Ariston Limpingco Bautista

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Ariston Limpingco Bautista

Birthdate: (65)
Birthplace: Manila, NCR, Philippines
Death: March 3, 1928 (65)
Immediate Family:

Son of Mariano A. Bautista and Teresa Limpingco
Husband of Petrona Garcia Nakpil-Bautista
Brother of Manuel Bautista-Lin

Managed by: Private User
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About Ariston Limpingco Bautista

Ariston Limpingco Bautista was a doctor, banker, philanthropist, and member of the Malolos Congress. He founded the Germinal Cigar and Cigarette Company. More here:

Doctor, Philanthropist and Member of the Malolos Congress

Ariston Bautista was born on Feb. 22, 1863 in Sta. Cruz, Manila to Mariano A. BAutista and Teresa Limpingco. He acquired the degree of bachiller en artes from the Ateneo Municipal and the degree of licenciado en medicina in March 1885 from the University of Santo Tomas. When the cholera epidemic broke out, he treated many people afflicted with the disease.

His family's affluence enabled him to take futher studies in medicine at Universidad Central de Madrid, where he received the degree of doctor en medicina. His thesis was entitled, "Consideraciones Acerca de los Abscesos del Higado en los Climas Calidos". He toured hospitals in Paris, Berlin, and Brussels. He also helped the Propaganda Movement in Europe.

He came back to Manila and became a memeber of the Nilad Lodge which along with other Masonic groups in the country, aided the Propagandists - the cause of Filipinos. When the revolution broke out in 1896, he was arrested and imprisoned in Fort Santiago, but freed later on. During the later stage of the revolution, he became a member of the Malolos Congress and a professor of clinical madicine in the faculty of medicine of the Universidad Cientifico - Literaria de Filipinas. He was married to Petrona Nakpil in 1903. In 1907, he was appointed professor of clinical medicine and therapeutics of the College of Medicine and surgery. When Dr. Musgrave gave up his post as head of the department of medicine, Bautista took over. He went to the United States in 1926 as a member of an educational mission, then proceed to Paris where he studied lung diseases, a field in which he was counted among the few specialist in the country.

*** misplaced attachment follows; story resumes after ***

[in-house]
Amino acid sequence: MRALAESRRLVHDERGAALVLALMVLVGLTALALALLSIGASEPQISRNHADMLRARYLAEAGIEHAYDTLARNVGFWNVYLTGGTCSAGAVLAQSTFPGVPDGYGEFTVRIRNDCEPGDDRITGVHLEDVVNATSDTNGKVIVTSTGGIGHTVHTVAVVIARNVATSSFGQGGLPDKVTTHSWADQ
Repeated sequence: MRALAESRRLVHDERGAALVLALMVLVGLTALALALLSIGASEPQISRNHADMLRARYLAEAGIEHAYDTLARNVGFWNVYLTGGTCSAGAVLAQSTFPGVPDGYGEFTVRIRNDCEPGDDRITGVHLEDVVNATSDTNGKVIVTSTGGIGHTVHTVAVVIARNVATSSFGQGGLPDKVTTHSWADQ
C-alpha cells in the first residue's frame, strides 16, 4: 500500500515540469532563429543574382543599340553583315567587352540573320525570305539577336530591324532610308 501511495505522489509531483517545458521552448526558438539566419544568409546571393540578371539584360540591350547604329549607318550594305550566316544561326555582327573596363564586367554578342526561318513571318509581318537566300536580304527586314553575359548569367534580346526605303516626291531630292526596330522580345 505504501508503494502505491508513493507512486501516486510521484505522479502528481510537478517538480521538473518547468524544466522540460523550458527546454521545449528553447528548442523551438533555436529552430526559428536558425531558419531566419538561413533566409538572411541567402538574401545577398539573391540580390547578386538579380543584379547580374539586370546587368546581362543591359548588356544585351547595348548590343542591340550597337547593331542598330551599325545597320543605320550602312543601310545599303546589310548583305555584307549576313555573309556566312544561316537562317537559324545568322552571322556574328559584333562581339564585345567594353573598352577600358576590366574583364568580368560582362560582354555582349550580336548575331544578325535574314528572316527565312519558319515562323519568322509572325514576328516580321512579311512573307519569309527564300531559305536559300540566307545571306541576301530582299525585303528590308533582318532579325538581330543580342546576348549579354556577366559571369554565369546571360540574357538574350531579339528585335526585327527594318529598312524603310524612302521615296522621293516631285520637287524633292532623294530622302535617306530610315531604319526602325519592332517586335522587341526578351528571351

Dr. Bautista was a very generous man, a philantropist, who supported hospitals and religous organizations. Poor patients were receipients of his free service and midicines. He was also an avid patron of the arts and the Tagalog drama. Together with others, he financed the visit of an Italian opera company, which presented "Tosca" in Manila.

He also sent scholars abraod. His income from the Germinal Cigar and Cigarette Co., which he founded, was enough to subsidized the education of students like Fabian de la Rosa, who studied painting in Europe; Dr. Elias Domingo, a specialist in nervous diseases; Ernesto Vallejo, violin virtuoso; Maria Lanzar, who studied political science (Ph. D); Juan Nakpil, architect; and others.

While he was a director of the Agricultural bank, he along with certain Rosales of the Compania General de Tabacos, was asked by Governor general Forbes to look into the financial needs of sugar planters. Upon his recommendation, the government introduced the "crop loan system". He was on of those responsible for convening the country's First Agricultural congress and the founding of a national bank, an idea that eventually brought into being the Philippine National Bank.

He was a zealous member of the Colegio Medico-Farmaceutico, the Philippine Medical Association, the the Liga Nacional Filipina Para la Proteccion de la Infancia. A doctor at St. Paul's Hospital, he presided over the examiners' board fro medicine.

Bautista passed away on March 3, 1928. Dr. Jose Bantug, an associate, once said of him: "Who among us do not remember this great man? Simple in his dress, he always had a good word for a colleague. He was fortunate as a clinician; as a therapist, he was among the most outstanding. His followers among his pupils were many. As a philanthropist, he was never an egoist. He nver made a secret of his excellent prescriptions when he could have made money on them. He did not want to make money onthe lives of his countrymen, whenever there was likelihood of an epidemic of cholera. As a professor, his lectures were colored with interesting anecdotes"

Bautista's home on Barbosa St. in Quiapo, was a veritable museum that housed antiques and Filipino paintings. His memorabilia is now at the UP Medical Museum.

On Feb. 22, 1981, the National Historical Institute honored him by installing a marker in his birthplace.


Manuel E. Arsenio. Dictionary of Philippine Biography Vol. II. Filipiniana Publications, Manila 1970

Quirino, Carlos. Who's who in Philippine History. Manila: Tahanan Books, 1995

The Malolos Bonress. Manila: National Historical Institute, 1999

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Ariston Limpingco Bautista's Timeline

February 23, 1863
Manila, NCR, Philippines
March 3, 1928
Age 65